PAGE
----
It started when Leatha Pierce, a volunteer for LIFE Senior Services in Tulsa, asked Bob Wiles to put together a band for a big fundraising event. She knew Wiles was the man for the job. Not only had he been a founding member of the Red Dirt Rangers, that trailblazing Stillwater band; he also knew and regularly jammed with some of the best musicians around, including Leatha’s husband, guitarist/vocalist Anthony Pierce. 

“We’d just kind of sit around the campfire at bluegrass festivals, you know,” says Wiles about the music he and Anthony Pierce were making. “I don’t know that we’d ever played in public, just backyard barbecues and stuff like that.” 

Still, both were veteran musicians and songwriters who knew their way around a stage – which is just what Leatha Pierce’s event called for.  

“I asked her what it was, and she said it was a Sunday afternoon senior-citizens’ dance at the Cain’s Ballroom,” Wiles recalls. “And I said, ‘Oh. The Cain’s? Absolutely.’ I knew I’d have no problem getting people to come play at the Cain’s.”

With the commitment from Wiles, and the long-lived western-swing band the Round Up Boys already signed up as headliners, Leatha Pierce began working on promotion and publicity for the event. However, nothing could go out until Wiles took care of a little detail: Before the band could be promoted and publicized, it had to have a name.  

“I had just been to St. Louis, to the Cardinals’ museum,” he says. “And there was a left-handed pitcher on the team in 1899, the first year of the Cardinals’ existence. I would imagine he was the first ever left-handed Cardinals pitcher. And his name was Cowboy Jones. 

“I thought, ‘That’s kind of intriguing. We’ll call the band Cowboy Jones.’” 

So when the time came for the Cain’s matinee, there was Wiles onstage, fronting a group that included Pierce on guitar, Kurt Nielsen on mandolin, Dana Hazzard on fiddle, Don Morris on bass, and Jim Karstein on drums. It was indeed, as Wiles notes, “a crackerjack band,” made up of top-flight area players with tons of experience and savvy. As good as it was, though, Wiles figured it was simply an ad hoc outfit, put together for this one event, with Cowboy Jones “a one-day name.”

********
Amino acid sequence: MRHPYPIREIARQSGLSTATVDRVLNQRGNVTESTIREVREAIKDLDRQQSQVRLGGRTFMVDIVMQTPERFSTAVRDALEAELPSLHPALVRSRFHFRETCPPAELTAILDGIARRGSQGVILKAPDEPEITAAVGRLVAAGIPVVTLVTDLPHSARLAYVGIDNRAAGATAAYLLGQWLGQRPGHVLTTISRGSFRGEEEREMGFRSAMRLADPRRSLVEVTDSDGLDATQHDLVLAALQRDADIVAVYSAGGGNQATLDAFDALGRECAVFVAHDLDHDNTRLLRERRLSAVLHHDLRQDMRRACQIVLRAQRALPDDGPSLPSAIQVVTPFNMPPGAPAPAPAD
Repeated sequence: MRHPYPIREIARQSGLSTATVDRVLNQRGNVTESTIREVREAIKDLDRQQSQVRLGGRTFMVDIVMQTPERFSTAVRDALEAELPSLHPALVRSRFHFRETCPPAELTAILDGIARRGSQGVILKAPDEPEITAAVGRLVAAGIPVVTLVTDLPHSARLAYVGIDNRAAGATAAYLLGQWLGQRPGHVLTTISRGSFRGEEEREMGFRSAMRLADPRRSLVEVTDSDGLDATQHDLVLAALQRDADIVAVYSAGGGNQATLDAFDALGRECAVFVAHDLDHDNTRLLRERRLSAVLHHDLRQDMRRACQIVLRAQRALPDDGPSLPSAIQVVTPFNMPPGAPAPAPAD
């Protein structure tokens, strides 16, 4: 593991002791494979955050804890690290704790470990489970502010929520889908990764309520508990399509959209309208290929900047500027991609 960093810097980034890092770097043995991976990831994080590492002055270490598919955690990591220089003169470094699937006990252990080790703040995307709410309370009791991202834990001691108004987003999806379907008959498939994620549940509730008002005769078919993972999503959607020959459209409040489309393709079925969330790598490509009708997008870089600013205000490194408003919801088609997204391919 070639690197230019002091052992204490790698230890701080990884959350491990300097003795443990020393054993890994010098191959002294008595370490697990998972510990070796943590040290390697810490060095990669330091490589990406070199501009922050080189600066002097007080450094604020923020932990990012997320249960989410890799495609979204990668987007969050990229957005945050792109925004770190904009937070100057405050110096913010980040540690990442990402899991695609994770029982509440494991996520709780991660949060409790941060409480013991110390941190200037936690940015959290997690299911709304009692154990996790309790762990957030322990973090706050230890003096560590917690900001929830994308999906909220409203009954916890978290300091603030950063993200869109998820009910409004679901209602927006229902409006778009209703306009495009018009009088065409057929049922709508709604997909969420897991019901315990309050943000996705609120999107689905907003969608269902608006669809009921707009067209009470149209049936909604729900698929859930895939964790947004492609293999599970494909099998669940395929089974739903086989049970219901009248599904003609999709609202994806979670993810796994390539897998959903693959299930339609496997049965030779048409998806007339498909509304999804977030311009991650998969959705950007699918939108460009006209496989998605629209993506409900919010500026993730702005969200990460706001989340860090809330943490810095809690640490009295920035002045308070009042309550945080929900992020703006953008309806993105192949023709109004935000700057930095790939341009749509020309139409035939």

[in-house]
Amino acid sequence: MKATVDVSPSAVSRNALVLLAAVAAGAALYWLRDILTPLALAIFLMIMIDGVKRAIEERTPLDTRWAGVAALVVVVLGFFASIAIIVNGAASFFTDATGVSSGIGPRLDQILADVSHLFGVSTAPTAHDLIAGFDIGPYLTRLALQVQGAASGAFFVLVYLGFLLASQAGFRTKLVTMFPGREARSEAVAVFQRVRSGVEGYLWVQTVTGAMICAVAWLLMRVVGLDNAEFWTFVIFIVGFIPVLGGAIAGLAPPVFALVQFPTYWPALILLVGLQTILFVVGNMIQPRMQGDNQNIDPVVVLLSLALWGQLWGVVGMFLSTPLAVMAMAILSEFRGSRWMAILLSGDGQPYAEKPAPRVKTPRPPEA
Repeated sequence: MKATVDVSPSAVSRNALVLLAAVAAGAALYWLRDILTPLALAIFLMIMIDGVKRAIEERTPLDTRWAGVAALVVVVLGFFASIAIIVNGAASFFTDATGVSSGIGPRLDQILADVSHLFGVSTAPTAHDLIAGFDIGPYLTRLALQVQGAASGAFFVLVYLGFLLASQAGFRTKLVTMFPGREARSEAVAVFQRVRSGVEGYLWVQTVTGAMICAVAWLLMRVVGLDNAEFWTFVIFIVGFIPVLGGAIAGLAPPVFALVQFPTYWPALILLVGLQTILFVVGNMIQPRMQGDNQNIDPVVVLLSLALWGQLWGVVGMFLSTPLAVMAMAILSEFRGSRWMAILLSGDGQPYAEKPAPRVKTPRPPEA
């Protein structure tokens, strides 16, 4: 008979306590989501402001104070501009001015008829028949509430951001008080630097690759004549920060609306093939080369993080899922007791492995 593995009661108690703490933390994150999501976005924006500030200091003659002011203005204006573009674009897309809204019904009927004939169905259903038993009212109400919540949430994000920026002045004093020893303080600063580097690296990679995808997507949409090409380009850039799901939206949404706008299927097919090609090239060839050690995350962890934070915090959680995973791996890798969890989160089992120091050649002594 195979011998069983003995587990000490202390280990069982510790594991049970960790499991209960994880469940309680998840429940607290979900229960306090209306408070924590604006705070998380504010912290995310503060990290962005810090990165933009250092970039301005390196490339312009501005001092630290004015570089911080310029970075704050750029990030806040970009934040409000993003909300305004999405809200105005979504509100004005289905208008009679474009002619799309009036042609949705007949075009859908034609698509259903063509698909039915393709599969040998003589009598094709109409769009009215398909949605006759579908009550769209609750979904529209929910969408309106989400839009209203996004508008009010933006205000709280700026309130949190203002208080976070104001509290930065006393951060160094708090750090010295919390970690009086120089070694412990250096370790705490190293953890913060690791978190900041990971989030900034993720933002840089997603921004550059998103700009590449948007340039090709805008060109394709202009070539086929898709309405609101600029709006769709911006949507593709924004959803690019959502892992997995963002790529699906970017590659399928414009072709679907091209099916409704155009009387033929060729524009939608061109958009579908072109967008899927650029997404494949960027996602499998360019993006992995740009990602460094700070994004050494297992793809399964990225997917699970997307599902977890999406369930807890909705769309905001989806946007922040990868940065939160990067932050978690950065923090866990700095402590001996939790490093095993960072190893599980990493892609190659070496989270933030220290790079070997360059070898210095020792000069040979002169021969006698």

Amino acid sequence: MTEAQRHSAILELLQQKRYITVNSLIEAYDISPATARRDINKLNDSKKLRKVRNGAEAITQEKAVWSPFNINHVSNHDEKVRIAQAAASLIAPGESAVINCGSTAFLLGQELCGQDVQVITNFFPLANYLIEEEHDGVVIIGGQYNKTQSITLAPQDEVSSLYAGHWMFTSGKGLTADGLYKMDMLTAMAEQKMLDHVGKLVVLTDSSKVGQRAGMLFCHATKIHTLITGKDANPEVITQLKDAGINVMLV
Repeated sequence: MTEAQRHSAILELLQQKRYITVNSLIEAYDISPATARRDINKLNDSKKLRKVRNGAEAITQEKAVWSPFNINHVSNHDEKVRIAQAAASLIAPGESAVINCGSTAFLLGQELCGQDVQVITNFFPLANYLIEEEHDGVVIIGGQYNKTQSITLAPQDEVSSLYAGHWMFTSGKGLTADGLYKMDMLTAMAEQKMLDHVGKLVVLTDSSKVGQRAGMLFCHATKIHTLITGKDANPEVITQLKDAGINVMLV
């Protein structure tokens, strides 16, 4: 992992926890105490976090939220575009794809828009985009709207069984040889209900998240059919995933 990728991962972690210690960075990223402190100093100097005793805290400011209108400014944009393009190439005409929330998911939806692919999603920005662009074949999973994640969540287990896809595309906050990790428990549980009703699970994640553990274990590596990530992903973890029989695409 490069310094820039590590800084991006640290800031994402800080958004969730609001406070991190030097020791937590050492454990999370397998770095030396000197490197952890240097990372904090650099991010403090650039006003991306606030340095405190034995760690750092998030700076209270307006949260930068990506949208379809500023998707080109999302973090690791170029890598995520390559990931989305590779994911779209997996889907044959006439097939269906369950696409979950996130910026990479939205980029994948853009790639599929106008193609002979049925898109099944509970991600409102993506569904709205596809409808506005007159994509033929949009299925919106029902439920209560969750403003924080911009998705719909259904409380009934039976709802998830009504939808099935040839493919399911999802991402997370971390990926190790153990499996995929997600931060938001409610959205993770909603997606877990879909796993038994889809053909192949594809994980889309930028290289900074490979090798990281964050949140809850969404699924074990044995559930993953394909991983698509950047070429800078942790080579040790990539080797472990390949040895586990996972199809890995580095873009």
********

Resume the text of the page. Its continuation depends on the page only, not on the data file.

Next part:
Instead, it became a name that’s lasted 15 years – and counting.

As Wiles remembers it, “Somebody saw us at that gig and asked us to play at their company picnic. Then somebody saw us at the company picnic and wanted us to play a Christmas party. It just kept going. The next year, the people at LIFE Senior Services wanted us back, and we ended up doing that thing at the Cain’s on a Sunday afternoon for 15 years in a row. 

“I never knew if we were going to get to do it again, so every year, I treated it like a bucket-list opportunity – one year, we had 13 guys on stage,” he adds with a laugh. “The lineup sort of stayed the same every time, but then I’d think of somebody I knew who was a great musician but had never gotten to play the Cain’s, and I’d try to get him on the gig. There are so many great local musicians who’ve never gotten to grace that stage, and I don’t care if it’s your first time or thousandth time – it’s a thrill.” 

As much as anything else, it was the quality of the players he got to surround him that led Wiles to record a Cowboy Jones disc. Just released, it’s simply titled Bob Wiles and Cowboy Jones

“Every once in awhile, we’d be playing, and I’d look around and think, ‘Dang. These guys are good!’ he says. “When we were really hittin’ a stroke, it was like, ‘Man alive! We need to document this.’”